The companies are fighting over three patents that Qualcomm says Apple infringed in the development of some versions of its iPhone. One of those patents allows a smartphone to quickly connect to the internet once the device is booted up.
Apple has argued that one of its then-engineers, Arjuna Siva, co-invented the technology and should be named on the patent as well.
Siva was scheduled to testify later in the trial, but Apple counsel Juanita Brooks said Thursday that won’t happen. She said Siva has retained new counsel that has advised him not to answer Apple’s questions. He isn’t intending to appear, but if subpoenaed, he will testify, Brooks said. He was expected to arrive in San Diego on Wednesday night, but never boarded his flight, she said.
Apple can still play Siva’s video deposition.
The loss of a star witness is a blow to Apple’s prospects for the trial, which is just the latest in a wide-ranging legal saga. Two years ago, the Federal Trade Commission, aided by heavyweights including Apple and Intel, accused Qualcomm of operating a monopoly in modem chips. The agency argued that Qualcomm’s high royalty rates stopped competitors from entering the market, driving up the cost of phones and hurting consumers. That trial took place in January, and the parties are waiting for a decision.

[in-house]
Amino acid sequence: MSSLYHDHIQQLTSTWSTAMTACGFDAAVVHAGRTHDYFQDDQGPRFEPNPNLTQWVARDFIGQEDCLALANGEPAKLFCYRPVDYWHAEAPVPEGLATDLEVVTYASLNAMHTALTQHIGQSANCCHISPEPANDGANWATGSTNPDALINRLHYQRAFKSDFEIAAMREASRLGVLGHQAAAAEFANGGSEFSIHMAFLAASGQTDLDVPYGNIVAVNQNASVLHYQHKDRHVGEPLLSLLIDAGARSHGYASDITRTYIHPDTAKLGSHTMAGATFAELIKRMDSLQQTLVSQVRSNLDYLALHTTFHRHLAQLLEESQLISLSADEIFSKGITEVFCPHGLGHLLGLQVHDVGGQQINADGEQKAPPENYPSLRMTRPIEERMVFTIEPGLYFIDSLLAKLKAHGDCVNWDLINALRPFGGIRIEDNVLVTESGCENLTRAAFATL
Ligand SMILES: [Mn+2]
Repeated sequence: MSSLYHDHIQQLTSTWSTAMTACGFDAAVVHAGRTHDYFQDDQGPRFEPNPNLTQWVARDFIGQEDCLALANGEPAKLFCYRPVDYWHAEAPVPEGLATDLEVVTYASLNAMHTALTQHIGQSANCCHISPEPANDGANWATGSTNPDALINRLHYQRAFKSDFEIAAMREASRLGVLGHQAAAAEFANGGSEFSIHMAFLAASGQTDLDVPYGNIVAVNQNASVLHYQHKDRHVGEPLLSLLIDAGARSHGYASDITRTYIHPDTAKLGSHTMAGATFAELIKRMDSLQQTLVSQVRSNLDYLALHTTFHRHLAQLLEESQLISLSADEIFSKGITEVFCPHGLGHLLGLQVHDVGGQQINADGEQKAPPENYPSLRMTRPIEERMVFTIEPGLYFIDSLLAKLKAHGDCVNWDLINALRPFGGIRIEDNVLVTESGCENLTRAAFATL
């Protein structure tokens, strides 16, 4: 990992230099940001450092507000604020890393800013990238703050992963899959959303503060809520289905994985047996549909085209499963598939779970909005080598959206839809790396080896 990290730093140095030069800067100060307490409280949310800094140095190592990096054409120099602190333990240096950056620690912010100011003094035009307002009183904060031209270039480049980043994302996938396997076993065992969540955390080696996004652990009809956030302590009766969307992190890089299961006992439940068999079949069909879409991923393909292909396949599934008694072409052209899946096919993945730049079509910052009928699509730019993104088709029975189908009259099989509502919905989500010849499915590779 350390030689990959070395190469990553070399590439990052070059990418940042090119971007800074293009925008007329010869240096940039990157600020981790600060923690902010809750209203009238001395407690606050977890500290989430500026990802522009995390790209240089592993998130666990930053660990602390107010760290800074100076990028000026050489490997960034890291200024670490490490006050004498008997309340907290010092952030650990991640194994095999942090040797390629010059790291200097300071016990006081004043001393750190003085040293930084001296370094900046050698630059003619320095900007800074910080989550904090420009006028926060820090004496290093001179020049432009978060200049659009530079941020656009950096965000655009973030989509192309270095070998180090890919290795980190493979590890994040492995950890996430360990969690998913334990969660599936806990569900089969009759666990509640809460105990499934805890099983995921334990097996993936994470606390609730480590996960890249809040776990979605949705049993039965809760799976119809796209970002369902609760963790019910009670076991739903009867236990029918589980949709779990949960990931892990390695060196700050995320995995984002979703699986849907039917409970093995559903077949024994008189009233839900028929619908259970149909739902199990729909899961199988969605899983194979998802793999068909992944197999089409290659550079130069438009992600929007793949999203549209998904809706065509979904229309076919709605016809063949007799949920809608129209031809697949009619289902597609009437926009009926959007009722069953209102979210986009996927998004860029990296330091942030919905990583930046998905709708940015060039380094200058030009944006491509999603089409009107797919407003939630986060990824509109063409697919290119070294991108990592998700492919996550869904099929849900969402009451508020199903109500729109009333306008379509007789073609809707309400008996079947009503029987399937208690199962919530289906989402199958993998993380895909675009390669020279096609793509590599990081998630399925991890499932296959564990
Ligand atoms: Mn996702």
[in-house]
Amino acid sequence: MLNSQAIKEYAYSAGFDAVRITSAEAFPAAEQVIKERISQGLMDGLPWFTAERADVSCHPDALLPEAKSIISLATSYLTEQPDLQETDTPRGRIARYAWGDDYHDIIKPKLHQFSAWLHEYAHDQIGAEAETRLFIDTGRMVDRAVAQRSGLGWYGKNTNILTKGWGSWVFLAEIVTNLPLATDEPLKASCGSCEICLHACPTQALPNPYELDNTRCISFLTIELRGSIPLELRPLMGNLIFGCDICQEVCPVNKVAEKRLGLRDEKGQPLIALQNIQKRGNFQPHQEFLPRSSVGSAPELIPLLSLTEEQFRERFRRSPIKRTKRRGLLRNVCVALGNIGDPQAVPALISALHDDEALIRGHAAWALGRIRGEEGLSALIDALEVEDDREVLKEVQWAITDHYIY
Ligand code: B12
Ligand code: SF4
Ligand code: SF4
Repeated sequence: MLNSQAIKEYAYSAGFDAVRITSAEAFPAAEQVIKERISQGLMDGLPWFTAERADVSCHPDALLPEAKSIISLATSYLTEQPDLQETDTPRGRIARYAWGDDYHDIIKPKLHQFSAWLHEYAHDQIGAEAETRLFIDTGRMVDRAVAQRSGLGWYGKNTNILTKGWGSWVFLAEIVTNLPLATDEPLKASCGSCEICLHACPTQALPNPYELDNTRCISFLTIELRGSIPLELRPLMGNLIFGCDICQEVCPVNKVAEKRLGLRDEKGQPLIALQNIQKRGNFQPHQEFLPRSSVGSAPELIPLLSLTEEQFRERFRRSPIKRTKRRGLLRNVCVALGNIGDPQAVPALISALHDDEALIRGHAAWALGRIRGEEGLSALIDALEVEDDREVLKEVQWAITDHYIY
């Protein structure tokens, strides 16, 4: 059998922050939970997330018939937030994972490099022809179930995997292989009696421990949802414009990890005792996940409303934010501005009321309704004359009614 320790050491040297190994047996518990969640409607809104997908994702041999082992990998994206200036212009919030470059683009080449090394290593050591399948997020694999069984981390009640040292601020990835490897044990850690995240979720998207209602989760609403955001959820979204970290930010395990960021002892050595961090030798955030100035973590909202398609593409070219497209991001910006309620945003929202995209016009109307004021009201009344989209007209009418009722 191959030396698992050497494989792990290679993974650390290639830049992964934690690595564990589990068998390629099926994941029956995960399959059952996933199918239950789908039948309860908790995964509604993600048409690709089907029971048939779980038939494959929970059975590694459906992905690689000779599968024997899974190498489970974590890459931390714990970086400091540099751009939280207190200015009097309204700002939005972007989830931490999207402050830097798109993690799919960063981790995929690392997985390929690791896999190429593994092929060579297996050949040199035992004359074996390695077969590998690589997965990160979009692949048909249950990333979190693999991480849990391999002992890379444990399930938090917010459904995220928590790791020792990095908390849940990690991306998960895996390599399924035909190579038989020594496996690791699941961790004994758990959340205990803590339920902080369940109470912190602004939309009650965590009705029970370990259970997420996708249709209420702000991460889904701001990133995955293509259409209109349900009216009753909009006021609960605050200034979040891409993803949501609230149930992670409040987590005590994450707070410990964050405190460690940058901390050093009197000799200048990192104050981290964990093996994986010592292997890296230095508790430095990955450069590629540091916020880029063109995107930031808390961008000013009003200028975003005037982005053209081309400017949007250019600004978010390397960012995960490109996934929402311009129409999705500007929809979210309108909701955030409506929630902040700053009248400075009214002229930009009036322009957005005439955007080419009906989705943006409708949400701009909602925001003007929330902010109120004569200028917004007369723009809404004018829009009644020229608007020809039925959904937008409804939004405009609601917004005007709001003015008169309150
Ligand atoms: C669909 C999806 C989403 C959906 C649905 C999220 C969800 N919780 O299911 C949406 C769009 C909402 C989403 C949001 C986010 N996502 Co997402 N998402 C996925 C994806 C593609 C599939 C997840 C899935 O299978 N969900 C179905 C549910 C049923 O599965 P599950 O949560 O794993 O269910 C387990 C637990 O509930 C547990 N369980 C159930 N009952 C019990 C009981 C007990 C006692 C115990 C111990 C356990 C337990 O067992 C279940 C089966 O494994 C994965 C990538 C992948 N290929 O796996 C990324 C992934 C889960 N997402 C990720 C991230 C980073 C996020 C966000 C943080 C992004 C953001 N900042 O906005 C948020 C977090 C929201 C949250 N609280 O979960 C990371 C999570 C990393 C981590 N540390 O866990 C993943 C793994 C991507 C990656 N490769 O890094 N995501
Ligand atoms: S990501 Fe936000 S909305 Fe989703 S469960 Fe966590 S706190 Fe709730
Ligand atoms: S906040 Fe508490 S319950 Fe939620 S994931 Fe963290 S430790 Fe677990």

The San Diego trial, presided over by US District Judge Dana Sabraw, is more technical than the other parts of the legal battle. But it could have implications for how your phone is made and how much it costs. Aside from the boot-up patent, the companies are fighting over two others. One of them deals with graphics processing and battery life. The third lets apps on your phone download data more easily by directing traffic between the apps processor and the modem.
Brooks said Siva’s new counsel is a former partner at Quinn Emanuel, the law firm representing Qualcomm. She accused Qualcomm’s defense of witness tampering, and indicated Apple wouldn’t be subpoenaing Siva. “He’s a tainted witness,” she said.
Qualcomm’s counsel, David Nelson of Quinn Emanuel, vigorously denied the accusation, getting animated as he addressed Sabraw. “I don’t get angry very often,” he said. “I lead this team. I consider this a personal attack.”
“We wanted Mr. Siva to testify,” Nelson said. He added that he and his team were enjoying putting together the cross-examination for the witness.
Sabraw said the court would continue to look into the matter. “It’s a serious allegation,” he said to Nelson. “There’s no indication that you or anyone at Qualcomm has had anything to do with this.”
Originally published March 7, 9:34 a.m. PT.
Update, 10:22 a.m. PT: Added more information from the trial.